EastEnders’ star, Rudolph Walker, together with Britain’s Got Talent phenomenon, Donchez Dacres, will take to the stage at this year’s Simmer Down Festival in a bid to raise awareness of the increased risk of prostate cancer in black men.
The two celebrities have joined forces with Simmer Down’s charity partner, Prostate Cancer UK, after new figures released by the charity today(i)reveal that a startling 70 per cent of black men are unaware that black ethnicity is a primary risk factor for the disease. Well over half (60%) of black men over the age of 45 have also never heard of, or don’t know what the PSA blood test is – the first diagnostic step for the disease.
One in four black men will get prostate cancer in their lifetime – double the one in eight risk faced by white men in the UK. Rudolph and Donchez will stand alongside Prostate Cancer UK at this year’s festival to raise awareness of the significant risk that prostate cancer poses to the lives of black men and encourage black families to take action.
Rudolph (78), who is most widely known for his role as Patrick Trueman in the BBC soap EastEnders has been a long-time supporter of Prostate Cancer UK and is one of the charity’s Stronger Knowing More ambassadors.
He said: “The first time I heard about prostate cancer was when my uncle was diagnosed over 20 years ago. I was very close with my uncle but I only found out about his diagnosis after talking to his brother in Trinidad. At that point prostate cancer wasn’t really talked about in any detail in the family.
“My uncle was treated with chemotherapy and lived quite a number of years after being diagnosed but he never spoke about it – never mentioned the serious nature of what he was dealing with. At the time I didn’t really understand how serious it was until one day I had a call to tell me that he’d died from the disease.
“Since then I’ve become determined to do my bit to raise awareness of prostate cancer as much as possible, and so I’m delighted to be back at Simmer Down this year. It’s so important that every black man is aware of his risk and takes the necessary steps to protect himself.”
2018 Britain’s Got Talent finalist, Donchez Dacres (61), who rose to fame with his song,Wiggle Wine, is also a proud supporter of Prostate Cancer UK and will take to the stage at this year’s festival for a one-off performance.
He said: “I am a black man over the age of 50, placing me in two ‘at risk’ groups for prostate cancer. A friend of mine was treated for the disease recently and I’ve seen first-hand the impact it can have on the lives of men and their families.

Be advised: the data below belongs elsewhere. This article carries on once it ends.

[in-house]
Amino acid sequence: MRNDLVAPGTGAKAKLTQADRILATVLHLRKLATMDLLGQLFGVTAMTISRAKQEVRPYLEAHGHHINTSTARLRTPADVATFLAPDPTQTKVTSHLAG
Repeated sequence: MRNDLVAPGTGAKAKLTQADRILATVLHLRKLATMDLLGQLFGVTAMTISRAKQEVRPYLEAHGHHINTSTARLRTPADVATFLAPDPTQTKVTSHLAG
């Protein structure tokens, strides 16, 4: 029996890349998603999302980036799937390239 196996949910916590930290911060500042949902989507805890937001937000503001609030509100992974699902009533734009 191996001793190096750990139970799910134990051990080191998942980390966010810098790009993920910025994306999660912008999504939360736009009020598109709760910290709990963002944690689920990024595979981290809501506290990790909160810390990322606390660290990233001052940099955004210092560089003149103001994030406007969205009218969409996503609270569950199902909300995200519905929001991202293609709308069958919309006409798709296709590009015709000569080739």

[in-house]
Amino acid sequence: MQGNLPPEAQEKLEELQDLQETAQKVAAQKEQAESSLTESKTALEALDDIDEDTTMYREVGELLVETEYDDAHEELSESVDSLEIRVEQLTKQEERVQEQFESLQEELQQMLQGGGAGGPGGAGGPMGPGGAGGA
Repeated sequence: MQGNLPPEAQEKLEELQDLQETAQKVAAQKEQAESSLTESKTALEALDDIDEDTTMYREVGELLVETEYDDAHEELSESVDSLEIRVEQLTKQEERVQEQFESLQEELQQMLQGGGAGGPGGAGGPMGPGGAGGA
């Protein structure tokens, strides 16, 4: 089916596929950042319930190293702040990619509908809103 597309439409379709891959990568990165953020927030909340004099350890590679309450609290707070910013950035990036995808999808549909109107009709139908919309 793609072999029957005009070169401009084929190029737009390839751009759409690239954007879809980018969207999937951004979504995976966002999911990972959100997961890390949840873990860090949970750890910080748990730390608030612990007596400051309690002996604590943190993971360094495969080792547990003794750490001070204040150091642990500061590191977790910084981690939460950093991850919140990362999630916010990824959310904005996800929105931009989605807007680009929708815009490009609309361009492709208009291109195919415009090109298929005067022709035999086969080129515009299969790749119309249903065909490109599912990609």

“I make sure I’m checked regularly for prostate cancer. Thankfully so far my results have come back clear but one in four black men aren’t so lucky. I’m looking forward to getting up on stage at this year’s festival – not only to get everyone moving to Wiggle Wine but also to encourage all black men over the age of 45 to take the first step and book an appointment with the doctor to discuss their prostate cancer risk. It’s a conversation which could save your life.”
Prostate Cancer UK will be supporting the Simmer Down Festival as part of its Stronger Knowing More campaign. The flagship campaign which has been running since January 2017 aims to inspire black men to face their risk of prostate cancer by having the courage to talk to their doctor and spread the word, so that the disease is picked up earlier and treated in time. Celebrities that have already pledged their support alongside Rudolph Walker include Benjamin Zephaniah, Linford Christie and David Haye.
It is not clear why black men face a higher than average risk of prostate cancer but it is widely thought that genetics could be an underlying factor. The PSA blood test is the first step towards diagnosis and black men are encouraged to start speaking to their GP about the test from the age of 45 – five years earlier than other men.
Tony Wong, Prostate Cancer UK’s Men at Risk Programme Manager said: “We’re delighted to be back at Simmer Down this year and to have the support of both Rudolph and Donchez. With over two thirds of black men still unaware that black ethnicity is a risk factor for prostate cancer we’ve certainly got a big job to do.
“This is a disease that we can’t afford to ignore. However, as a black man myself I am all too aware of the long-standing taboos that surround prostate cancer within our communities and too many men continue to let pride get in the way of their health. Ultimately, it’s putting lives at risk.
“It’s important to remember that if prostate cancer is caught early it can often be successfully treated and that’s the message we want to get across to men at the festival this year.”
Prostate Cancer UK will have a dedicated area at the festival with information and a Specialist Nurse on hand to speak to people with any questions or concerns about the disease. A number of fun activities will also be taking place at the stand to help raise awareness of the most common cancer in men.